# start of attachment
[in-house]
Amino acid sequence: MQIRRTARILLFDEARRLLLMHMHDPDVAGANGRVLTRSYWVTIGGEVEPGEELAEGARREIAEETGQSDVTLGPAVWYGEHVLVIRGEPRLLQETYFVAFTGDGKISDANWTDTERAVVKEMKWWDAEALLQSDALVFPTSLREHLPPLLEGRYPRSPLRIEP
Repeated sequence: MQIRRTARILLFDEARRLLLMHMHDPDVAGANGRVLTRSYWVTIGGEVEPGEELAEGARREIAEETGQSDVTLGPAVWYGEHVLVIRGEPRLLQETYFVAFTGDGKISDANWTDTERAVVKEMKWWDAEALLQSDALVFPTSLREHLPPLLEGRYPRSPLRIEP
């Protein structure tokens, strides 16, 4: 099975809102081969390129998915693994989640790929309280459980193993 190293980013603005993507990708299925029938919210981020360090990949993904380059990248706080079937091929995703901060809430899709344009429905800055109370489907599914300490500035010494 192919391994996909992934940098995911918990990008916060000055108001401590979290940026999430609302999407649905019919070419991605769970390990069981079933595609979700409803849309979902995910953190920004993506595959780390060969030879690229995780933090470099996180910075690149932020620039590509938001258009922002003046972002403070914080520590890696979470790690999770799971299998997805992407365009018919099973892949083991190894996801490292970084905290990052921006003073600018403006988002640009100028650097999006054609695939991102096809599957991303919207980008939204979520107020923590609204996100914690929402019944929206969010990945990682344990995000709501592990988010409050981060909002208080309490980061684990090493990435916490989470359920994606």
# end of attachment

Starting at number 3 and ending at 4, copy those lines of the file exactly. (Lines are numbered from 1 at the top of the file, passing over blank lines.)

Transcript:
Repeated sequence: MQIRRTARILLFDEARRLLLMHMHDPDVAGANGRVLTRSYWVTIGGEVEPGEELAEGARREIAEETGQSDVTLGPAVWYGEHVLVIRGEPRLLQETYFVAFTGDGKISDANWTDTERAVVKEMKWWDAEALLQSDALVFPTSLREHLPPLLEGRYPRSPLRIEP
């Protein structure tokens, strides 16, 4: 099975809102081969390129998915693994989640790929309280459980193993 190293980013603005993507990708299925029938919210981020360090990949993904380059990248706080079937091929995703901060809430899709344009429905800055109370489907599914300490500035010494 192919391994996909992934940098995911918990990008916060000055108001401590979290940026999430609302999407649905019919070419991605769970390990069981079933595609979700409803849309979902995910953190920004993506595959780390060969030879690229995780933090470099996180910075690149932020620039590509938001258009922002003046972002403070914080520590890696979470790690999770799971299998997805992407365009018919099973892949083991190894996801490292970084905290990052921006003073600018403006988002640009100028650097999006054609695939991102096809599957991303919207980008939204979520107020923590609204996100914690929402019944929206969010990945990682344990995000709501592990988010409050981060909002208080309490980061684990090493990435916490989470359920994606």